Georgetown students and faculty have once again bogged themselves down in a fruitless debate over the Palestinian-Israeli conflict, this time as the result of a recent speaker on campus. Norman Finkelstein, a controversial pro-Palestine professor of political science at DePaul University, came to Georgetown on Nov. 15 to speak on misinformation in academia regarding the Palestinian-Israeli conflict, among other topics. His speech and mere presence at Georgetown have sparked intense argument and debate between administrators from the Center for Contemporary Arab Studies and the Program for Jewish Civilization, as evidenced on these pages in past weeks.

This debate never seems to get old – at least in the eyes of CCAS or PJC. But it starts to become redundant and ridiculous when students engage in argument so furiously every time a controversial figure comes to speak on the Palestinian-Israeli issue. Pressure groups constantly spar with one another over the qualifications of speakers, questioning their familiarity and history with the Middle East. Hurtful comments only inflame the argument even more.

Faculty members are no less guilty than students in the constant bickering that consumes our campus over the Palestinian-Israeli conflict. In both CCAS and PJC, administrators have not shied away from accusatory remarks, claiming that they have been treated badly by the other group and demanding that others behave more “maturely.”

In reality, both sides’ maturity remains in question.

Healthy, scholarly debate should take place in a university environment. Indeed, it is the responsibility of scholars to research and come up with possible solutions to a quandary that has plagued the Middle East for the last half-century and isn’t likely to go away in the near future. But the university should be a place where different scholarly groups can begin to reach some type of understanding or respectfully disagree on issues – not constantly bicker every time an opinionated speaker comes to Georgetown.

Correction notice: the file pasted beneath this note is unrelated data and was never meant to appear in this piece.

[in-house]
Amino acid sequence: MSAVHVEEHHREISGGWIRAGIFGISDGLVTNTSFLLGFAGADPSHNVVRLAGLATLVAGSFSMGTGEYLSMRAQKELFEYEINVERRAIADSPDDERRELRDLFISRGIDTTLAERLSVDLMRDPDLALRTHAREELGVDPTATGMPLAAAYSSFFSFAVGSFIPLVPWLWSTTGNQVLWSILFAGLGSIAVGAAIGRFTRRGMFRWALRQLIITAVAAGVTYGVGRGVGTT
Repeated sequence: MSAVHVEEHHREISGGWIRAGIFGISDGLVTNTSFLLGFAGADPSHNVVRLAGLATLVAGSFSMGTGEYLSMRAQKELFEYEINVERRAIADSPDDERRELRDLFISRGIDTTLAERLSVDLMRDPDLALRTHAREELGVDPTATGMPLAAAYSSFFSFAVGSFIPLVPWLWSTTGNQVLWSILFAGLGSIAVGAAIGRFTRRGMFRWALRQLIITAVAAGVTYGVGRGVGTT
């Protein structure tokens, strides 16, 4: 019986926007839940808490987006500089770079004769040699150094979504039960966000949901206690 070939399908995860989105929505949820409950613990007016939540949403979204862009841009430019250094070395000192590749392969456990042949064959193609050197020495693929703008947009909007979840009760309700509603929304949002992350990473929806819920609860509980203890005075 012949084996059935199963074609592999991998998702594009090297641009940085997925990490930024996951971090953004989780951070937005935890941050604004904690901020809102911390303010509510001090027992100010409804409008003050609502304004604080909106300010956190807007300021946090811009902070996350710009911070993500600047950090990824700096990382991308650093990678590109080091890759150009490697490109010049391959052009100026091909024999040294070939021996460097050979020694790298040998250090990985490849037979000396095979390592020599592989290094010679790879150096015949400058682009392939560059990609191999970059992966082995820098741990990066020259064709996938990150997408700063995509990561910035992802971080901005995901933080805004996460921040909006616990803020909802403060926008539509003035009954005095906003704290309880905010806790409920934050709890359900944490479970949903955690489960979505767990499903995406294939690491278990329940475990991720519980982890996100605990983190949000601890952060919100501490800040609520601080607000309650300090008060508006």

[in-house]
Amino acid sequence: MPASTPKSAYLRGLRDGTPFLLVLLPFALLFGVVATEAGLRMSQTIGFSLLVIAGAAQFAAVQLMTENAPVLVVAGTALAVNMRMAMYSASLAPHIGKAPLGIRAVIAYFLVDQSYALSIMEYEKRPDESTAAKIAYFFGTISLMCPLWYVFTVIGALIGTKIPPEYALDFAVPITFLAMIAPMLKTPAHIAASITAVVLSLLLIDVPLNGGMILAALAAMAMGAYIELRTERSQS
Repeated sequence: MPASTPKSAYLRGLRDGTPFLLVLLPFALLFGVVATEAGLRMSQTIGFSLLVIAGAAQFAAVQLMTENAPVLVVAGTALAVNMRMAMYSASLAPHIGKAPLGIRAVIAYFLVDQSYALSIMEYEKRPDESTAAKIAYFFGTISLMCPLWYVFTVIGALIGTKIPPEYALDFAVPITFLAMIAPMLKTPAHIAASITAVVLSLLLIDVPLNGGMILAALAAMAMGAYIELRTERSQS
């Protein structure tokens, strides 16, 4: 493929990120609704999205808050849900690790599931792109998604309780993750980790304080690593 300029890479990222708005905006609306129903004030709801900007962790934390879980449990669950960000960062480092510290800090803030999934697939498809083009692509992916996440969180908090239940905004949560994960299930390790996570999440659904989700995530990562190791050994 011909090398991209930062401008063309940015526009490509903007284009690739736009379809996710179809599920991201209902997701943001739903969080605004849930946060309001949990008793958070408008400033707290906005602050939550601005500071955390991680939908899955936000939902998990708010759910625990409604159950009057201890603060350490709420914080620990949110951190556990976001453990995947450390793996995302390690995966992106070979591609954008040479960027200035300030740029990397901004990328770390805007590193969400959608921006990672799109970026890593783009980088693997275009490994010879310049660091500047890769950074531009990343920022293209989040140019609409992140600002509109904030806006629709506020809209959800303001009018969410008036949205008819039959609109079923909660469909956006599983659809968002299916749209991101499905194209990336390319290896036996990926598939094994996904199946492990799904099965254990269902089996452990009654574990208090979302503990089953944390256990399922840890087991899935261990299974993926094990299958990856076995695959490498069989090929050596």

Students and faculty need to rise above the defaming and offensive comments that often plague our campus and only add fuel to the intense arguments that seem to occur almost as frequently here in the United States as they do in the Middle East.

Both CCAS and PJC should recognize the right of any qualified speaker to come to campus and speak on the issue for the purpose of educating others and allowing them to form their own opinions on the conflict. CCAS and PJC should work to collaborate on future speaker events and panels with the goal of reaching mutual understanding.

It may be a very long time until the Palestinian-Israeli conflict is resolved, but if student groups treat one another with respect and CCAS and PJC work to foster understanding on campus, then perhaps we can begin to address this important issue in a more mature and scholarly way.

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